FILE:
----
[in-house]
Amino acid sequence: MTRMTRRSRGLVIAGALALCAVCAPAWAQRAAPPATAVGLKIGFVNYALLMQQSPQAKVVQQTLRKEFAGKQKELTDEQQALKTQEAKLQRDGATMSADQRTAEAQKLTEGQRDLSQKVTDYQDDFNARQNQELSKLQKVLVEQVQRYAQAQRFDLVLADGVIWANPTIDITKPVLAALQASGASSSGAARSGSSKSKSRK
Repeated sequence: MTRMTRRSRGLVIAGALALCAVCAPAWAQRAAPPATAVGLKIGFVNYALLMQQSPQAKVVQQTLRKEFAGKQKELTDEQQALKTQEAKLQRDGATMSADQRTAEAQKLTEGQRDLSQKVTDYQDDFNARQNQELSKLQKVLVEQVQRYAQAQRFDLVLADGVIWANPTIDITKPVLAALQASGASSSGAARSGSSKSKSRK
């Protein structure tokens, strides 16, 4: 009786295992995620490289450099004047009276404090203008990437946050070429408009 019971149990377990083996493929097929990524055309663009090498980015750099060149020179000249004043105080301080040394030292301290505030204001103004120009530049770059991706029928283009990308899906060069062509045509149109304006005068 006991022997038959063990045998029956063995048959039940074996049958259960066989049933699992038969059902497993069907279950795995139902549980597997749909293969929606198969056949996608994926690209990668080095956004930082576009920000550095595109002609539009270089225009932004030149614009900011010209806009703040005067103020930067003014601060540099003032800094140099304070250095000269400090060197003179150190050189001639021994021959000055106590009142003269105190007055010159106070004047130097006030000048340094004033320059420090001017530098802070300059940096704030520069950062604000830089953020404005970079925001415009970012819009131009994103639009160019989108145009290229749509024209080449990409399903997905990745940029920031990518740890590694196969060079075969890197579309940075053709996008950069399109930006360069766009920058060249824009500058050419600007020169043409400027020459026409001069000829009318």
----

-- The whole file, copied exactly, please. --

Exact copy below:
[in-house]
Amino acid sequence: MTRMTRRSRGLVIAGALALCAVCAPAWAQRAAPPATAVGLKIGFVNYALLMQQSPQAKVVQQTLRKEFAGKQKELTDEQQALKTQEAKLQRDGATMSADQRTAEAQKLTEGQRDLSQKVTDYQDDFNARQNQELSKLQKVLVEQVQRYAQAQRFDLVLADGVIWANPTIDITKPVLAALQASGASSSGAARSGSSKSKSRK
Repeated sequence: MTRMTRRSRGLVIAGALALCAVCAPAWAQRAAPPATAVGLKIGFVNYALLMQQSPQAKVVQQTLRKEFAGKQKELTDEQQALKTQEAKLQRDGATMSADQRTAEAQKLTEGQRDLSQKVTDYQDDFNARQNQELSKLQKVLVEQVQRYAQAQRFDLVLADGVIWANPTIDITKPVLAALQASGASSSGAARSGSSKSKSRK
């Protein structure tokens, strides 16, 4: 009786295992995620490289450099004047009276404090203008990437946050070429408009 019971149990377990083996493929097929990524055309663009090498980015750099060149020179000249004043105080301080040394030292301290505030204001103004120009530049770059991706029928283009990308899906060069062509045509149109304006005068 006991022997038959063990045998029956063995048959039940074996049958259960066989049933699992038969059902497993069907279950795995139902549980597997749909293969929606198969056949996608994926690209990668080095956004930082576009920000550095595109002609539009270089225009932004030149614009900011010209806009703040005067103020930067003014601060540099003032800094140099304070250095000269400090060197003179150190050189001639021994021959000055106590009142003269105190007055010159106070004047130097006030000048340094004033320059420090001017530098802070300059940096704030520069950062604000830089953020404005970079925001415009970012819009131009994103639009160019989108145009290229749509024209080449990409399903997905990745940029920031990518740890590694196969060079075969890197579309940075053709996008950069399109930006360069766009920058060249824009500058050419600007020169043409400027020459026409001069000829009318």